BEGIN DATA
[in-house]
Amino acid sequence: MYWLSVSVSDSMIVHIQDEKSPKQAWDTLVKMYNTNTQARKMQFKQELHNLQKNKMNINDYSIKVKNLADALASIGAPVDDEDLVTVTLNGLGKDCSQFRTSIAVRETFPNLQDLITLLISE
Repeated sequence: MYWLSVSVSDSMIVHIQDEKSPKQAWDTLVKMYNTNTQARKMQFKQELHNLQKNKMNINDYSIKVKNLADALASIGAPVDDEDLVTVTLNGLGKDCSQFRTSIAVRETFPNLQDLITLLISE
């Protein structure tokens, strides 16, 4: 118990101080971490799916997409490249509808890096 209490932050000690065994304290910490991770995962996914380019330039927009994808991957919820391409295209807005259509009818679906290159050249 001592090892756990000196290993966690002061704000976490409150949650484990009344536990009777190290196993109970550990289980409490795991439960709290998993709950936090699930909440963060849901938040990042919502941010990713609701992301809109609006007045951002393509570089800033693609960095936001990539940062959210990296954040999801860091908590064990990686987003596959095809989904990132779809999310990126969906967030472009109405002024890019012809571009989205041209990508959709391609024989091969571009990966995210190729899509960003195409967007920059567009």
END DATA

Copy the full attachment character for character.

[in-house]
Amino acid sequence: MYWLSVSVSDSMIVHIQDEKSPKQAWDTLVKMYNTNTQARKMQFKQELHNLQKNKMNINDYSIKVKNLADALASIGAPVDDEDLVTVTLNGLGKDCSQFRTSIAVRETFPNLQDLITLLISE
Repeated sequence: MYWLSVSVSDSMIVHIQDEKSPKQAWDTLVKMYNTNTQARKMQFKQELHNLQKNKMNINDYSIKVKNLADALASIGAPVDDEDLVTVTLNGLGKDCSQFRTSIAVRETFPNLQDLITLLISE
């Protein structure tokens, strides 16, 4: 118990101080971490799916997409490249509808890096 209490932050000690065994304290910490991770995962996914380019330039927009994808991957919820391409295209807005259509009818679906290159050249 001592090892756990000196290993966690002061704000976490409150949650484990009344536990009777190290196993109970550990289980409490795991439960709290998993709950936090699930909440963060849901938040990042919502941010990713609701992301809109609006007045951002393509570089800033693609960095936001990539940062959210990296954040999801860091908590064990990686987003596959095809989904990132779809999310990126969906967030472009109405002024890019012809571009989205041209990508959709391609024989091969571009990966995210190729899509960003195409967007920059567009």